REFinBlog

Editor: David Reiss
Brooklyn Law School

September 7, 2016

Alternative Living Arrangements

By David Reiss

photo by Nabokov

Realtor.com quoted me in Can You Live in a Storage Unit or Van? How Legal These ‘Homes’ Really Are. It opens,

Yes, we know: Finding affordable housing can be tough. Tougher than tough. And that has led people to push the boundaries of what “home” is—living in vans, boxes, and a slew of other stopgap solutions. Call them creative, call them desperate. But can you call them legal?

Well, that all depends on the specifics. Check out this list of alternative living arrangements people have tried to see what leg you can stand on if the cops show up at your door.

Can you live in a storage unit?

At face value, it would seem like this one could work, especially for the types of storage units that are more freestanding as opposed to those housed in multifloor buildings. And, more than a few homeless people have tried it. But, owing to ordinances and a lack of amenities, this one is considered a straight no-go.

“Most of the time, building codes are there for your protection, and storage units aren’t built for human habitation: There won’t be two means of egress, plumbing, or electricity, and ventilation may be an issue,” says attorney Robert Pellegrini, whose law firm, PK Boston, assists its clients with residential zoning and permitting. There’s also no kitchen, bathroom, or windows.

Bottom line: It’s illegal and possibly dangerous.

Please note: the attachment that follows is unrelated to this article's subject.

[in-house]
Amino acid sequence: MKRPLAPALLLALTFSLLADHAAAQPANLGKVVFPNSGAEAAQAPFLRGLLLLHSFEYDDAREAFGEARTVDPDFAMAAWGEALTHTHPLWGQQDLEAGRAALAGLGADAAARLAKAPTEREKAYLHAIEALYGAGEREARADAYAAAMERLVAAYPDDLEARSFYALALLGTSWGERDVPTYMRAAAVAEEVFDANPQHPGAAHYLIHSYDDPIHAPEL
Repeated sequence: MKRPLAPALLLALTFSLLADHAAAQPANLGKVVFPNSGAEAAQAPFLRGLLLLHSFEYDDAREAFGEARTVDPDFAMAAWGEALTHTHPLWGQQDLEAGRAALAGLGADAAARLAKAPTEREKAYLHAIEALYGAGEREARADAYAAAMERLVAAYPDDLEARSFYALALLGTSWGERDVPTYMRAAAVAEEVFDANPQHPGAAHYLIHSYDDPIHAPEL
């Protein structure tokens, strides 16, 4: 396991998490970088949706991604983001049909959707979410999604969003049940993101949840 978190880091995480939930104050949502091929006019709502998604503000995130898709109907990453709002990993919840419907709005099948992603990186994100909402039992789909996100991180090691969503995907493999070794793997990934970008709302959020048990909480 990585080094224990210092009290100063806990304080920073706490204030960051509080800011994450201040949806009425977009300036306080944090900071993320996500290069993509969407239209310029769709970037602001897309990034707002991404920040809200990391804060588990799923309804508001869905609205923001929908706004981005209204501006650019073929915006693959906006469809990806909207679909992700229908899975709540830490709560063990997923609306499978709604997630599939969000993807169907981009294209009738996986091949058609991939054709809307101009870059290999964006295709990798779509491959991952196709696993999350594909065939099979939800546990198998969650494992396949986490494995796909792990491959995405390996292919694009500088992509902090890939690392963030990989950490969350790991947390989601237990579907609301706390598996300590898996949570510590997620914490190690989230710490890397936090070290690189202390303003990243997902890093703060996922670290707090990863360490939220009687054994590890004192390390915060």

Can you live in a van?

A house on wheels? Yes, living in your car or van has become a bit of a thing in pricey-but-young areas like Silicon Valley. But doing so requires some fancy maneuvering.

“There are certainly modifications that you’d want to make to a typical van. But if you don’t run up against vagrancy regulations, there are plenty of Wal-Mart parking lots around for you to call home,” says Pellegrini. “I’d suggest a safe deposit box and better-than-average auto security, but this is definitely doable—just ask all the baby boomers driving around the country in their RVs.”

The trick is to find venues that don’t consider van living illegal.

“Many jurisdictions do not allow people to sleep in public, and this has sometimes been interpreted to include sleeping in a vehicle,” says David Reiss, academic program director for Brooklyn Law School’s Center for Urban Business Entrepreneurship.

For example, in Beaverton, OR, you can’t park a vehicular residence in a commercial lot overnight, but in Boise, ID, you can as long as you have permission from the owner.

To check the status of where you are, do an internet search for “public sleeping + [your current location]” and see what comes up, or look at this report from the National Law Center on Homelessness and Poverty (there is a list of places where it’s OK to sleep in public starting on Page 165).

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Can you live in a box?

Could you build a wooden box in the living room of a friend’s apartment—like in the recent case of an illustrator in San Francisco, CA, who did just that? It became a national story when the city’s chief housing inspector got wind of the box abode and put up a fuss.

“In the San Francisco case, it doesn’t seem that this artist’s box violated local laws,” says Reiss. “Safety investigators are going to be less interested in how people choose to live within their own legal apartments than in how landlords might choose to split up an apartment to jam more and more people in it.”

In other words, if you put one more roommate in your apartment in a wooden box, OK. But if you were to put 10 of those boxes in an apartment and try to rent them out? Well, safety investigators might balk.

Still, it’s not completely unlikely someone might try that.